FONTANA, Dec. 19, 2001 -- Christmas came early for Buddy Lazier when he took the wraps off his new Chevy Indy V8 at California Speedway. The all-new Chevrolet racing engine completed 570 trouble-free miles in its second successful track ...
FONTANA, Dec. 19, 2001 -- Christmas came early for Buddy Lazier when he took the wraps off his new Chevy Indy V8 at California Speedway. The all-new Chevrolet racing engine completed 570 trouble-free miles in its second successful track test.
After patiently circling the 2-mile superspeedway at a steady 223-mph race pace, Lazier put his foot down on his 255th circuit and turned a scorching 225.15 mph lap to celebrate another milestone in the ongoing development of the Chevy Indy V8.
"In my entire racing career, I've never seen a brand-new motor run so well right out of the box," said Lazier. "The Chevy engine exceeded all of my expectations.
"The motor feels lighter and that helps the car handle better, but it's the power that is really impressive," Lazier added. "Horsepower is a driver's best friend, so this Chevy engine and I are going to get along just fine."
Lazier turned his first laps at California Speedway in Hemelgarn Racing's Chevrolet Dallara during the two-day test. He will return to the fast Fontana oval on Feb. 5-6 for the "Test in the West," and he will compete in the inaugural IRL event in Southern California on March 24, 2002.
In addition to the extended test at California Speedway, the GM-designed Chevy Indy V8 has successfully completed three 500-mile dynamometer durability runs and a track test at Phoenix International Raceway by 2001 IRL champion Sam Hornish Jr. in Panther Racing's Chevrolet Dallara.
"This was a brutal test for the Chevy Indy V8 at California Speedway because the engine ran continuously at wide-open throttle," said Joe Negri, GM Racing IRL/Road Racing Group manager. "That duty cycle simulates the demands the engine will encounter at the Indianapolis 500, and it came through without a problem.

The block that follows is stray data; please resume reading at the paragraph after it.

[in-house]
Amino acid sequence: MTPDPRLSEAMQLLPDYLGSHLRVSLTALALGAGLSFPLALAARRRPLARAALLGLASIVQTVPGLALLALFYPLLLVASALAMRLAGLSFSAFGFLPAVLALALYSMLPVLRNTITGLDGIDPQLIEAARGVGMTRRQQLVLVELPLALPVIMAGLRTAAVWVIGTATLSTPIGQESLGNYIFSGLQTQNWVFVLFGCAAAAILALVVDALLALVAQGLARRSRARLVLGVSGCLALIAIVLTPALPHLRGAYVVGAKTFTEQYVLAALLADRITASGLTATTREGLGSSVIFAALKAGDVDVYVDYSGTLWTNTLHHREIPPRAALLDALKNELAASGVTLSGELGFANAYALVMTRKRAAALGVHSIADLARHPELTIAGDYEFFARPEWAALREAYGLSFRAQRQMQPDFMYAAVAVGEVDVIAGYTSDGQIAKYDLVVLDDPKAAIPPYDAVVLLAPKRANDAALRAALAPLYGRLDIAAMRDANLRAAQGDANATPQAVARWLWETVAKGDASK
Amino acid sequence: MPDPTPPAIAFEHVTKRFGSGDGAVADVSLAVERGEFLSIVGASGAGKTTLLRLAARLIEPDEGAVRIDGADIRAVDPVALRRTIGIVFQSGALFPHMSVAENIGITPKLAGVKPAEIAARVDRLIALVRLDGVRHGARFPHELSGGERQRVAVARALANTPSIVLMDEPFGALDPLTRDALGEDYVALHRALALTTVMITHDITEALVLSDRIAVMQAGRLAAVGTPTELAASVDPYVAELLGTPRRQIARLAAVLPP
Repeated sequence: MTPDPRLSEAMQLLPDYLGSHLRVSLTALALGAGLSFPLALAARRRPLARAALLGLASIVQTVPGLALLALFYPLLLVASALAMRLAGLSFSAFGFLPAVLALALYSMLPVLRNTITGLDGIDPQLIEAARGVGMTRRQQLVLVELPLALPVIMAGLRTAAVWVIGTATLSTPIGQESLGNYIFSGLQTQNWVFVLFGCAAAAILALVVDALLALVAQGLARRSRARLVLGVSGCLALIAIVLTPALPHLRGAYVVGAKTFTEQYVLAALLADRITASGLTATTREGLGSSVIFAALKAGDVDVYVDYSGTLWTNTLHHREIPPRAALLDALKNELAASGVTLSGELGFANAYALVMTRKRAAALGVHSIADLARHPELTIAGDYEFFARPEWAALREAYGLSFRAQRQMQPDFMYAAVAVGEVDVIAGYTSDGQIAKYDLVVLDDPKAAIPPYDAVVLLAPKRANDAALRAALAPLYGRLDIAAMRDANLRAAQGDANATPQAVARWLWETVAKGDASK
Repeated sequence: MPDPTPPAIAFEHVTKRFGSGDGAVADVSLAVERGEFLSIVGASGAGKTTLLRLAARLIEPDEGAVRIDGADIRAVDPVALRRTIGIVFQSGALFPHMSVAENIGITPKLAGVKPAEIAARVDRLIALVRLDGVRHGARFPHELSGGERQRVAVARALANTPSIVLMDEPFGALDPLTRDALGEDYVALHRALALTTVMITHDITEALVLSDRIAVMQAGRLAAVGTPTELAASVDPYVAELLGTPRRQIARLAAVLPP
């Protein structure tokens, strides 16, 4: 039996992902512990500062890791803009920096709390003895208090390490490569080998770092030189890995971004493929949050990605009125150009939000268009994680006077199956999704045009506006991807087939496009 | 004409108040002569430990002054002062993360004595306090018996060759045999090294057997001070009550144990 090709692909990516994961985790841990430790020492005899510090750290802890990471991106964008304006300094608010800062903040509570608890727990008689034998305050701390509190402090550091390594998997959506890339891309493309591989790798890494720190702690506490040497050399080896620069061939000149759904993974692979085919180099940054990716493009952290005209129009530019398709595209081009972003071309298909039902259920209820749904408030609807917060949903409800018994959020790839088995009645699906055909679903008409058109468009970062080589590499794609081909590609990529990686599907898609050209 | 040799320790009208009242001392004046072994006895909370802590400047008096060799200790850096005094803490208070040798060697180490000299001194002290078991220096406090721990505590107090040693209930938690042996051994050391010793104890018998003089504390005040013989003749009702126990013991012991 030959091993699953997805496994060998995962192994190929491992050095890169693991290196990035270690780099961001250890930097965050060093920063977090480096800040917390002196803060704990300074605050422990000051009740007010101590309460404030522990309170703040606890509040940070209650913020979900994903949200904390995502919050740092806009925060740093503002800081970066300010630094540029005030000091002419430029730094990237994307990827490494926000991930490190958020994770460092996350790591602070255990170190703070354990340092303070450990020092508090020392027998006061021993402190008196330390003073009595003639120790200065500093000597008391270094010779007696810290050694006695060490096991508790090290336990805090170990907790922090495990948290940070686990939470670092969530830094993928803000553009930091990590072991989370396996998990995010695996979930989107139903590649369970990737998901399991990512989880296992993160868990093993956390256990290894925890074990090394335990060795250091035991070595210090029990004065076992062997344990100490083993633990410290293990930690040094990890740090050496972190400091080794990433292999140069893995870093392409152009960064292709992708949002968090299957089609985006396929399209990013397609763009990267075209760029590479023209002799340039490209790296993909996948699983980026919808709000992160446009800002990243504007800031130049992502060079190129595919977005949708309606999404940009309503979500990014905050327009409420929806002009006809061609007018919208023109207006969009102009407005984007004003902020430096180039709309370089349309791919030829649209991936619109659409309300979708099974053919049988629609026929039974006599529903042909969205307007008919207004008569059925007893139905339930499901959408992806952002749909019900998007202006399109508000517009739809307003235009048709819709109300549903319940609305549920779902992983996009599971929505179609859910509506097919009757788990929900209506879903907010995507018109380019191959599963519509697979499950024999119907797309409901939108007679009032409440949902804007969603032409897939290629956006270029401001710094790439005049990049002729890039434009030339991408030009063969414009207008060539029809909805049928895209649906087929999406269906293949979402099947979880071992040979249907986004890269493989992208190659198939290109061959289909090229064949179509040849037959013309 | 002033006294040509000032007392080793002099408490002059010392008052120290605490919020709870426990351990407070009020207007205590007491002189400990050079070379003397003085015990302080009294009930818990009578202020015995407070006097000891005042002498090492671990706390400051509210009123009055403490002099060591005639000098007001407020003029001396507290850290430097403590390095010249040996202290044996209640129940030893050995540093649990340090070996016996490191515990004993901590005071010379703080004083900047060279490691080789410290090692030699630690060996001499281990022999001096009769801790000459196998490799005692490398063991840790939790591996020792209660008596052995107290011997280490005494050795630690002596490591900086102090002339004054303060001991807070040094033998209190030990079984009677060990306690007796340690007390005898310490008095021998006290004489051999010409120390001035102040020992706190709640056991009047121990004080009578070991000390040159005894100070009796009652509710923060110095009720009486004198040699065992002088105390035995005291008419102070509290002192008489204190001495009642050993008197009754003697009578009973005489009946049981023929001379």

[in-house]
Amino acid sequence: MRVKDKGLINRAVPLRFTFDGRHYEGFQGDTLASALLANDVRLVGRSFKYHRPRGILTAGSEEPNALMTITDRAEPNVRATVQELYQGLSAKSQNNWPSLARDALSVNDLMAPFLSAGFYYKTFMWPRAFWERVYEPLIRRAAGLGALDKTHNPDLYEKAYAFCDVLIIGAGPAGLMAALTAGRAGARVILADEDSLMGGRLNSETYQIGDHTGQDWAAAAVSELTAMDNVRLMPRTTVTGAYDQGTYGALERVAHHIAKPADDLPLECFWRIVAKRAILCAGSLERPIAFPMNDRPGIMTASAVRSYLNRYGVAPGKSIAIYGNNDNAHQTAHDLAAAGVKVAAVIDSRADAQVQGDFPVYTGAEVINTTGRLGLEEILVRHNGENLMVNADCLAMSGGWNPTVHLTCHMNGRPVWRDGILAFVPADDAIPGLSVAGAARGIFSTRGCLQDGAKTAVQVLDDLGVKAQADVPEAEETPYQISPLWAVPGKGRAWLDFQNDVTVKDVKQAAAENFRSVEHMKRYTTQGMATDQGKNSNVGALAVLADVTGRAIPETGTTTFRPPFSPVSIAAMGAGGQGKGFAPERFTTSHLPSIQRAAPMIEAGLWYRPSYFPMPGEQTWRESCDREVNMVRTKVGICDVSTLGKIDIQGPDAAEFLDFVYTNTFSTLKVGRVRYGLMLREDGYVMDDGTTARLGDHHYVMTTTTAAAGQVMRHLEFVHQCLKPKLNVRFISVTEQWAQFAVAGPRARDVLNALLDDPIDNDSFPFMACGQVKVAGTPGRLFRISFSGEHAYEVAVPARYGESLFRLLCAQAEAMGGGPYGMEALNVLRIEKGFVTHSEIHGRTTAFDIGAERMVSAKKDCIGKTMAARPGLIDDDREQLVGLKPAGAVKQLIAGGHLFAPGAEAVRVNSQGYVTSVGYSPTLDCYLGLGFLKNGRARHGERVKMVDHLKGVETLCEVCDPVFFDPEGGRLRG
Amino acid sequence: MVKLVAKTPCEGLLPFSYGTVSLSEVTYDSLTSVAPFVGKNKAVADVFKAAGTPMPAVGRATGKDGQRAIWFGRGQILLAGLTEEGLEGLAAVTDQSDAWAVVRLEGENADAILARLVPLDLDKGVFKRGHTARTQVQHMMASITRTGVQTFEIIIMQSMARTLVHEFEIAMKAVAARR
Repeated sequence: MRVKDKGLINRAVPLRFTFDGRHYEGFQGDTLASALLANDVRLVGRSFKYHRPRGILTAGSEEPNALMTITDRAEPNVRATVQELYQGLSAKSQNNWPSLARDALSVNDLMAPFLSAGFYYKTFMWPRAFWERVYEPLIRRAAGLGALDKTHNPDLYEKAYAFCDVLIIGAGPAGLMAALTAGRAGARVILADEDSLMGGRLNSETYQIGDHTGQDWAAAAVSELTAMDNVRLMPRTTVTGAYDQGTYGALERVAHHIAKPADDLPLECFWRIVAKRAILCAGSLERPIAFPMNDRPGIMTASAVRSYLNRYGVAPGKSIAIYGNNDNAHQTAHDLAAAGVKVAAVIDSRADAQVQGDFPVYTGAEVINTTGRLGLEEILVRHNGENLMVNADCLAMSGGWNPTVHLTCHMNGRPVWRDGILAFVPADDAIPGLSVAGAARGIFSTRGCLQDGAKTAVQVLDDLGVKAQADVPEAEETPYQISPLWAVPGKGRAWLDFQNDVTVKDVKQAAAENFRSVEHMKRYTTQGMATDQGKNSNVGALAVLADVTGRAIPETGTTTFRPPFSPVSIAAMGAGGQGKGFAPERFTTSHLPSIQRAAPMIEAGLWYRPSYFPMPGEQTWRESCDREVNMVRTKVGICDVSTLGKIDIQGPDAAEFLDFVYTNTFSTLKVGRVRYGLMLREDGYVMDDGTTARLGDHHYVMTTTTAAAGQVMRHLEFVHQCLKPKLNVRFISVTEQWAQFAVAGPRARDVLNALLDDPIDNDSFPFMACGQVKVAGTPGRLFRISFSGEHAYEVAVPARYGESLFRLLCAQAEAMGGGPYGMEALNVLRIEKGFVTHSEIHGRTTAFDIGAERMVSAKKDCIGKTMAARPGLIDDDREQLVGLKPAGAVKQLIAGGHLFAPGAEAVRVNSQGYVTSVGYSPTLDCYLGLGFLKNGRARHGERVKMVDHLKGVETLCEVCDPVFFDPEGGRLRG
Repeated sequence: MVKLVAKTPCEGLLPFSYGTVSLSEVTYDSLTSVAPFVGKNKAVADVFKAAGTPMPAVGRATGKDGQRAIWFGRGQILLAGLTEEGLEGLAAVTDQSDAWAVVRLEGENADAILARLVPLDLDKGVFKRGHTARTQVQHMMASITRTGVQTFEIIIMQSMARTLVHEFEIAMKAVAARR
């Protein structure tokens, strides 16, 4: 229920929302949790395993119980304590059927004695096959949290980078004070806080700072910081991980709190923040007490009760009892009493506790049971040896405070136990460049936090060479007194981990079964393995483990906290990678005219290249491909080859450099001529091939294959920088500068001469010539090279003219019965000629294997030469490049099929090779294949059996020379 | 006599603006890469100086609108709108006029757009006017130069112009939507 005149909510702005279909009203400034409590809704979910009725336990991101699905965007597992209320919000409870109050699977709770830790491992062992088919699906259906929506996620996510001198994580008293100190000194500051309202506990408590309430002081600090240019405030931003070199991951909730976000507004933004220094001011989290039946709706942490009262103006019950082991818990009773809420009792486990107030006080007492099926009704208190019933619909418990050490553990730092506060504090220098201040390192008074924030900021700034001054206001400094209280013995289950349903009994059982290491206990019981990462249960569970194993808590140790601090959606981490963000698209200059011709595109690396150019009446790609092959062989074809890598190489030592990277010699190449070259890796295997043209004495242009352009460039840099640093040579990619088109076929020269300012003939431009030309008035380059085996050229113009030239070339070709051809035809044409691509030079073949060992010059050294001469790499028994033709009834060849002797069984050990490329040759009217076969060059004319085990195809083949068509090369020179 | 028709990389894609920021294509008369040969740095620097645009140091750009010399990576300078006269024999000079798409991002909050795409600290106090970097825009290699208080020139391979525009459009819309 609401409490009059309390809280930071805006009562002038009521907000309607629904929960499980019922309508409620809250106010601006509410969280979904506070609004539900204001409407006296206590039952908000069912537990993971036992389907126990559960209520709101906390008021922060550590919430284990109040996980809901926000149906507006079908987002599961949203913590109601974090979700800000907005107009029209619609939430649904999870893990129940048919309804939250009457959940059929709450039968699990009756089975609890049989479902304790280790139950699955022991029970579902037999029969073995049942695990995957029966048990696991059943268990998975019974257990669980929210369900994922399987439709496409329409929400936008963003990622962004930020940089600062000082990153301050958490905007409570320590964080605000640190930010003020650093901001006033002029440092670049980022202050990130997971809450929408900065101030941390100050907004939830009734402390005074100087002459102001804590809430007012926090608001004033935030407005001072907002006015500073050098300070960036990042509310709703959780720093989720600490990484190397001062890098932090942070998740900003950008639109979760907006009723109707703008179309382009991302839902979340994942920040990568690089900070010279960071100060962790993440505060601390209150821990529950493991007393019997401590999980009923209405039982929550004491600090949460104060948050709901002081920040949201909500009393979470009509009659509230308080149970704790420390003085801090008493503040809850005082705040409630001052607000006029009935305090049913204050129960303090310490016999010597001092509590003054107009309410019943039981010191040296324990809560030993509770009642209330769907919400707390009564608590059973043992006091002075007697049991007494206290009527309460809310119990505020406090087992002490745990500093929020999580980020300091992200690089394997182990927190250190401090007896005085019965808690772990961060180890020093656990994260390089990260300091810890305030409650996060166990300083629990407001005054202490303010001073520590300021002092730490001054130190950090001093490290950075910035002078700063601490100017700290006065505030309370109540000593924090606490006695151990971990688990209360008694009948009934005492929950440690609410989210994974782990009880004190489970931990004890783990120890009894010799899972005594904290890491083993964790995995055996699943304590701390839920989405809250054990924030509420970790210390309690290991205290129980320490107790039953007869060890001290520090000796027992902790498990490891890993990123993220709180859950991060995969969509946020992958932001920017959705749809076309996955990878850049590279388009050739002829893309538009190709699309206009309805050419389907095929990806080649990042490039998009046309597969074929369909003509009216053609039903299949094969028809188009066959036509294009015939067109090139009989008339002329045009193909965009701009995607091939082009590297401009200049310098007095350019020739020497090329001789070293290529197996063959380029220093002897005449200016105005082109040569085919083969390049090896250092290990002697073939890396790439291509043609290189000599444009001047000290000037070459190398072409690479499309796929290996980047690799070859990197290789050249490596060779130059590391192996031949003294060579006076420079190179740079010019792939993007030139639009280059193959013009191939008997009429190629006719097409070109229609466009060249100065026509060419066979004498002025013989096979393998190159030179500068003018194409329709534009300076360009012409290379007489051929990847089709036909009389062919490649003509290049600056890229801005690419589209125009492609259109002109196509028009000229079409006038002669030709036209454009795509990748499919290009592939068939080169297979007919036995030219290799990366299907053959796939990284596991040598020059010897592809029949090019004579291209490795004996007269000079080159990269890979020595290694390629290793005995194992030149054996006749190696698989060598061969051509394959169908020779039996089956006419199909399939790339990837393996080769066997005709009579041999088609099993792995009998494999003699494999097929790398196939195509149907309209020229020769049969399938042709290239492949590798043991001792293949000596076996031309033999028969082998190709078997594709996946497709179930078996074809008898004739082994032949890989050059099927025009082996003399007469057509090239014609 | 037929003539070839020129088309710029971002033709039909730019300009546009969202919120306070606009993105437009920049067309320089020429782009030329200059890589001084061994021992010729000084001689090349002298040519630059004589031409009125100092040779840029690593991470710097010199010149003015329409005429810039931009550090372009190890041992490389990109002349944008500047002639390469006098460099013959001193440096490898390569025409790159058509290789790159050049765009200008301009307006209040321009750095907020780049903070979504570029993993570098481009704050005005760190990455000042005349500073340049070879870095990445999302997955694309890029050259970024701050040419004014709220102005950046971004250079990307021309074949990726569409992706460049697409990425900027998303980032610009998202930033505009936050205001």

"Now that we have validated the engine's reliability on the dyno and on the track, we will continue to work on developing more horsepower and speed," Negri continued. "We are simultaneously producing parts so that other teams can begin testing programs with the Chevrolet engine."
Lazier's Chevy Indy V8 engine was prepared by Speedway Engine Development in Indianapolis, one of the independent engine builders that assemble and test GM engines for IRL teams.
"We're very pleased with the results and anxious to get the engine back and evaluate the components," said Speedway Engine Development engineer Brian Figg. "This is our second Chevy Indy V8 that has run more than 550 miles. Obviously the reliability is there, so it may be time to look at pumping up the horsepower."
Lazier can't wait for that next step.
"It was a great two days for us," said the 1996 Indy 500 winner and 2000 Indy Racing League champion. "There is huge potential in this engine. I'm looking forward to racing it."